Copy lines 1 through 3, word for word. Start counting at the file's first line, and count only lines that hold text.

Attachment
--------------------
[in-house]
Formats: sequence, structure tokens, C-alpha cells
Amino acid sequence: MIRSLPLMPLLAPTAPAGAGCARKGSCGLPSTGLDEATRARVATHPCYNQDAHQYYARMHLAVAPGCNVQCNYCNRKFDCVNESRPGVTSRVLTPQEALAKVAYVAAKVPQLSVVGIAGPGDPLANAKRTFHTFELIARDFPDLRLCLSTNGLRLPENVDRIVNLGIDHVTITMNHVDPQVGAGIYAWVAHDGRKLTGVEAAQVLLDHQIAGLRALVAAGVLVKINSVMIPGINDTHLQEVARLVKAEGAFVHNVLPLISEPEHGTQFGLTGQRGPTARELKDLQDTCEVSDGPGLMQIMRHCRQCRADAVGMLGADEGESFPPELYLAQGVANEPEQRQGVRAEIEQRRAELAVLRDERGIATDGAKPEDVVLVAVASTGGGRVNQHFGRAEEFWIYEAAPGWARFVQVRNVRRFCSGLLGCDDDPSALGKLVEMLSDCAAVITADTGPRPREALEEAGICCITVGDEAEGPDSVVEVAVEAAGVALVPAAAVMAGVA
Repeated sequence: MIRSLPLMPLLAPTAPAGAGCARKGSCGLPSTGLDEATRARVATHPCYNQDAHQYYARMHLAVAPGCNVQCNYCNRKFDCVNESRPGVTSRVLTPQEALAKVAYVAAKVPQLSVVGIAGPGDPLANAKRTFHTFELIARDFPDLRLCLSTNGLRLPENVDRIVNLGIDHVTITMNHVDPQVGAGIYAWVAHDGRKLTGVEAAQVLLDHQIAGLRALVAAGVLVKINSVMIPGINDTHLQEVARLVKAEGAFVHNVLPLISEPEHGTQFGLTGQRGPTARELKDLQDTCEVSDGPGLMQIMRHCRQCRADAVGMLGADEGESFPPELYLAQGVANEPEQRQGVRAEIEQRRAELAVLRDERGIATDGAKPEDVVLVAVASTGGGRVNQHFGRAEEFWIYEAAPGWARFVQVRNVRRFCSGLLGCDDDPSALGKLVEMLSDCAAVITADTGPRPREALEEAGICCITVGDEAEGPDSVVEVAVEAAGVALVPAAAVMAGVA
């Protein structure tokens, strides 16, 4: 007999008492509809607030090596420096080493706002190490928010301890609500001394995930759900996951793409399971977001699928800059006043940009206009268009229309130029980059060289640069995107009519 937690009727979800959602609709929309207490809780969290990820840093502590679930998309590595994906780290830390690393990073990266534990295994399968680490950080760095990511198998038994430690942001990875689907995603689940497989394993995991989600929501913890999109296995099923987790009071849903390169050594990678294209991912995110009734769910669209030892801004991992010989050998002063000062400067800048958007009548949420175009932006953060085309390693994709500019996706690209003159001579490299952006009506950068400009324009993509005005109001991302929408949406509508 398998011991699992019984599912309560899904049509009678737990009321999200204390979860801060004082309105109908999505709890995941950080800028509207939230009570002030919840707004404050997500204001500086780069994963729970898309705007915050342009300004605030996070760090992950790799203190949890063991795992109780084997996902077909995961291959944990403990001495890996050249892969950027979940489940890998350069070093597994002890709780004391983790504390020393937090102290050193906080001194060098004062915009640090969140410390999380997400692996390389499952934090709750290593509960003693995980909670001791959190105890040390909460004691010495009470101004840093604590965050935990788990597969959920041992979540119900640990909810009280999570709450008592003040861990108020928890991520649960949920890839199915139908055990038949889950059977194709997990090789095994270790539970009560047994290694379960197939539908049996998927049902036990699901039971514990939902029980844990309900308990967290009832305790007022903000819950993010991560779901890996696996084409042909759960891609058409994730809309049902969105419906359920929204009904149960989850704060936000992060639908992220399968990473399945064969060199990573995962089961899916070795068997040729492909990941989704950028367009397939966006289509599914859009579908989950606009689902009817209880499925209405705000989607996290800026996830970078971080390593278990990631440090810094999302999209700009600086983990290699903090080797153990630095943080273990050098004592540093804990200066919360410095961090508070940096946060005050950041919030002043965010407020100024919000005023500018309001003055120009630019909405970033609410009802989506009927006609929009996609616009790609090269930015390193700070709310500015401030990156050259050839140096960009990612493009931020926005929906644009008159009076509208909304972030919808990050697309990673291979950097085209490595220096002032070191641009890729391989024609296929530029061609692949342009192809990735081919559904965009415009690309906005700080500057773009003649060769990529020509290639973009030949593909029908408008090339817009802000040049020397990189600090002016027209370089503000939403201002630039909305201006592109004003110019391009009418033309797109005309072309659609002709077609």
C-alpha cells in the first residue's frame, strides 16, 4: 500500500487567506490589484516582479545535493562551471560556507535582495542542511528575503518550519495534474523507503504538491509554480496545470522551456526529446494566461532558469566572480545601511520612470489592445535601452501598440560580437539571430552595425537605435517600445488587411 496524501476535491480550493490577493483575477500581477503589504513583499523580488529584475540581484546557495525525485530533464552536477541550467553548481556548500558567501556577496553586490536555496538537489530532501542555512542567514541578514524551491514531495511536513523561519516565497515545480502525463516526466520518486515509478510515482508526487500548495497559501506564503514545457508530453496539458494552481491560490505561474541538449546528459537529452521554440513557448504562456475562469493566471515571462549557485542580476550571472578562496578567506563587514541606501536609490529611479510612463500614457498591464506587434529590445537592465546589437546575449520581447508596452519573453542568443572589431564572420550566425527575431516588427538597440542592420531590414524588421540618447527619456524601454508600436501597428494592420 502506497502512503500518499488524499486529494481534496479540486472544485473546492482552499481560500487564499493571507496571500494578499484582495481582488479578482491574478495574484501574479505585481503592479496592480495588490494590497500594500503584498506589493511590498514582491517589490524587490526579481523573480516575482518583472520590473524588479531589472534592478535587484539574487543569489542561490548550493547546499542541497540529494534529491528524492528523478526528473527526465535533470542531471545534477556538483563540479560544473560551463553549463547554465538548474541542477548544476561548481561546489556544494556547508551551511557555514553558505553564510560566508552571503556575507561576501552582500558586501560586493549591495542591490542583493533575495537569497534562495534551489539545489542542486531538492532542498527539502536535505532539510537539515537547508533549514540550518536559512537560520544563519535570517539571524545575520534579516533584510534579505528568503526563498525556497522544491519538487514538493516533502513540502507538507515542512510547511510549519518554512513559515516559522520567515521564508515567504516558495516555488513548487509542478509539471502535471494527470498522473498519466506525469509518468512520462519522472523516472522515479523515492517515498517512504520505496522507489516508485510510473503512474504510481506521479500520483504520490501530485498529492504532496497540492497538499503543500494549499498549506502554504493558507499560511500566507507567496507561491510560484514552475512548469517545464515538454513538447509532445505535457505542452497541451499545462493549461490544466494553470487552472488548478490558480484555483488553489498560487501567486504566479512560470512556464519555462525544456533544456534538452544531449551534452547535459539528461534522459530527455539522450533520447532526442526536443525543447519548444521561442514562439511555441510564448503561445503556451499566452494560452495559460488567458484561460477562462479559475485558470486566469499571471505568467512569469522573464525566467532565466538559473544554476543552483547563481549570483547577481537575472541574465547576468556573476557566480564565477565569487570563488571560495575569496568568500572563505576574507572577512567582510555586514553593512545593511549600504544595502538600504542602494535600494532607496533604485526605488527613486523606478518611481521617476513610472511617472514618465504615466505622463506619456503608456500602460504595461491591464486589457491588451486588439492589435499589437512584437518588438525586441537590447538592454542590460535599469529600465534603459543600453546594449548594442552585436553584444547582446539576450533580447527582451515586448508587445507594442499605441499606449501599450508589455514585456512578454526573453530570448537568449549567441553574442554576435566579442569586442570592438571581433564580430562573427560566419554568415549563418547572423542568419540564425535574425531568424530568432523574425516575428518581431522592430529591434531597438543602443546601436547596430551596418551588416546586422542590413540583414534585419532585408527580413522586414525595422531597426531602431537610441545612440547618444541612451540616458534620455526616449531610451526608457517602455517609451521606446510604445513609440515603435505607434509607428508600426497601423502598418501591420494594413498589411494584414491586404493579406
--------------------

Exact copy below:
[in-house]
Formats: sequence, structure tokens, C-alpha cells
Amino acid sequence: MIRSLPLMPLLAPTAPAGAGCARKGSCGLPSTGLDEATRARVATHPCYNQDAHQYYARMHLAVAPGCNVQCNYCNRKFDCVNESRPGVTSRVLTPQEALAKVAYVAAKVPQLSVVGIAGPGDPLANAKRTFHTFELIARDFPDLRLCLSTNGLRLPENVDRIVNLGIDHVTITMNHVDPQVGAGIYAWVAHDGRKLTGVEAAQVLLDHQIAGLRALVAAGVLVKINSVMIPGINDTHLQEVARLVKAEGAFVHNVLPLISEPEHGTQFGLTGQRGPTARELKDLQDTCEVSDGPGLMQIMRHCRQCRADAVGMLGADEGESFPPELYLAQGVANEPEQRQGVRAEIEQRRAELAVLRDERGIATDGAKPEDVVLVAVASTGGGRVNQHFGRAEEFWIYEAAPGWARFVQVRNVRRFCSGLLGCDDDPSALGKLVEMLSDCAAVITADTGPRPREALEEAGICCITVGDEAEGPDSVVEVAVEAAGVALVPAAAVMAGVA